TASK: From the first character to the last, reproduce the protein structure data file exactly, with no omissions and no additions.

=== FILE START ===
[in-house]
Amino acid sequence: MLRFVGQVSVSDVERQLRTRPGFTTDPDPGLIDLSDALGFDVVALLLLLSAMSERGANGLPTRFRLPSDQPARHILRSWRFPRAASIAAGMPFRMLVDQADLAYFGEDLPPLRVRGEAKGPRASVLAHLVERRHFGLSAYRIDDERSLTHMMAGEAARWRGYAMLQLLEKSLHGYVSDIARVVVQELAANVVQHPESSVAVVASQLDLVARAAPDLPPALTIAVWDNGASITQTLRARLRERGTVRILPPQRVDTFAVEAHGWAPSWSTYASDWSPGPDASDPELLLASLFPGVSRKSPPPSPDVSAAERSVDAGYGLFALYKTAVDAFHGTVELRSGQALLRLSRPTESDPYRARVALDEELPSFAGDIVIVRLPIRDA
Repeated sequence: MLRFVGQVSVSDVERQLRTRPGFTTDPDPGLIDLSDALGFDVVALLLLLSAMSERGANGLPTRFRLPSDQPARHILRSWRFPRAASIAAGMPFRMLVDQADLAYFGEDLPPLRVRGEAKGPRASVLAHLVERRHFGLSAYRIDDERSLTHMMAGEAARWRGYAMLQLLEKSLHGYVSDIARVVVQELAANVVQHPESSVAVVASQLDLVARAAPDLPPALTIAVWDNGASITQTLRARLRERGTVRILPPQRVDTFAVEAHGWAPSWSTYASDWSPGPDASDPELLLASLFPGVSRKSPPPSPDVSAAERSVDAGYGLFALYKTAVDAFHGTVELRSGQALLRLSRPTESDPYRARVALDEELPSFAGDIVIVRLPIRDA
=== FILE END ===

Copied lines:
[in-house]
Amino acid sequence: MLRFVGQVSVSDVERQLRTRPGFTTDPDPGLIDLSDALGFDVVALLLLLSAMSERGANGLPTRFRLPSDQPARHILRSWRFPRAASIAAGMPFRMLVDQADLAYFGEDLPPLRVRGEAKGPRASVLAHLVERRHFGLSAYRIDDERSLTHMMAGEAARWRGYAMLQLLEKSLHGYVSDIARVVVQELAANVVQHPESSVAVVASQLDLVARAAPDLPPALTIAVWDNGASITQTLRARLRERGTVRILPPQRVDTFAVEAHGWAPSWSTYASDWSPGPDASDPELLLASLFPGVSRKSPPPSPDVSAAERSVDAGYGLFALYKTAVDAFHGTVELRSGQALLRLSRPTESDPYRARVALDEELPSFAGDIVIVRLPIRDA
Repeated sequence: MLRFVGQVSVSDVERQLRTRPGFTTDPDPGLIDLSDALGFDVVALLLLLSAMSERGANGLPTRFRLPSDQPARHILRSWRFPRAASIAAGMPFRMLVDQADLAYFGEDLPPLRVRGEAKGPRASVLAHLVERRHFGLSAYRIDDERSLTHMMAGEAARWRGYAMLQLLEKSLHGYVSDIARVVVQELAANVVQHPESSVAVVASQLDLVARAAPDLPPALTIAVWDNGASITQTLRARLRERGTVRILPPQRVDTFAVEAHGWAPSWSTYASDWSPGPDASDPELLLASLFPGVSRKSPPPSPDVSAAERSVDAGYGLFALYKTAVDAFHGTVELRSGQALLRLSRPTESDPYRARVALDEELPSFAGDIVIVRLPIRDA